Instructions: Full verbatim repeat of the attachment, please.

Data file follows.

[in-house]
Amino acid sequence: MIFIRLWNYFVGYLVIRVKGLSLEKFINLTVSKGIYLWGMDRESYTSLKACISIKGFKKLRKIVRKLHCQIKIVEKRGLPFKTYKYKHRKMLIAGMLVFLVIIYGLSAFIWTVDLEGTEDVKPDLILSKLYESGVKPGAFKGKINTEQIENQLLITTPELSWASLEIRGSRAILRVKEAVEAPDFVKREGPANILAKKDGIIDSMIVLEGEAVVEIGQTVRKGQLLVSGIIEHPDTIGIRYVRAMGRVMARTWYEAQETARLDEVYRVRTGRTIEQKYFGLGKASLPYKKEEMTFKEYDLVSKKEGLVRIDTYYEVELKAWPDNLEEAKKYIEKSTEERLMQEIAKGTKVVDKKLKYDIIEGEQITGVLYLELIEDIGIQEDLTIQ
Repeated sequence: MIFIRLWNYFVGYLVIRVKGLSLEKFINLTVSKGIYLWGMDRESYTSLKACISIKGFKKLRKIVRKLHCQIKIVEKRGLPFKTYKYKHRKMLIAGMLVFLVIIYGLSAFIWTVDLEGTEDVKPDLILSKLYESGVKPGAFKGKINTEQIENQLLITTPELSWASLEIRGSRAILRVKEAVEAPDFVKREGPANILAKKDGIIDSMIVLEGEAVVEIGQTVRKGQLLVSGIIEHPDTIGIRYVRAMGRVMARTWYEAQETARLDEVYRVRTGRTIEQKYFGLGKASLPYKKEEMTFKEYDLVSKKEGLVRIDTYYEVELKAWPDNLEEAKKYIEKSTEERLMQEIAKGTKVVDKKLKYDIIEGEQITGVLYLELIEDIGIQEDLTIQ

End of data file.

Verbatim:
[in-house]
Amino acid sequence: MIFIRLWNYFVGYLVIRVKGLSLEKFINLTVSKGIYLWGMDRESYTSLKACISIKGFKKLRKIVRKLHCQIKIVEKRGLPFKTYKYKHRKMLIAGMLVFLVIIYGLSAFIWTVDLEGTEDVKPDLILSKLYESGVKPGAFKGKINTEQIENQLLITTPELSWASLEIRGSRAILRVKEAVEAPDFVKREGPANILAKKDGIIDSMIVLEGEAVVEIGQTVRKGQLLVSGIIEHPDTIGIRYVRAMGRVMARTWYEAQETARLDEVYRVRTGRTIEQKYFGLGKASLPYKKEEMTFKEYDLVSKKEGLVRIDTYYEVELKAWPDNLEEAKKYIEKSTEERLMQEIAKGTKVVDKKLKYDIIEGEQITGVLYLELIEDIGIQEDLTIQ
Repeated sequence: MIFIRLWNYFVGYLVIRVKGLSLEKFINLTVSKGIYLWGMDRESYTSLKACISIKGFKKLRKIVRKLHCQIKIVEKRGLPFKTYKYKHRKMLIAGMLVFLVIIYGLSAFIWTVDLEGTEDVKPDLILSKLYESGVKPGAFKGKINTEQIENQLLITTPELSWASLEIRGSRAILRVKEAVEAPDFVKREGPANILAKKDGIIDSMIVLEGEAVVEIGQTVRKGQLLVSGIIEHPDTIGIRYVRAMGRVMARTWYEAQETARLDEVYRVRTGRTIEQKYFGLGKASLPYKKEEMTFKEYDLVSKKEGLVRIDTYYEVELKAWPDNLEEAKKYIEKSTEERLMQEIAKGTKVVDKKLKYDIIEGEQITGVLYLELIEDIGIQEDLTIQ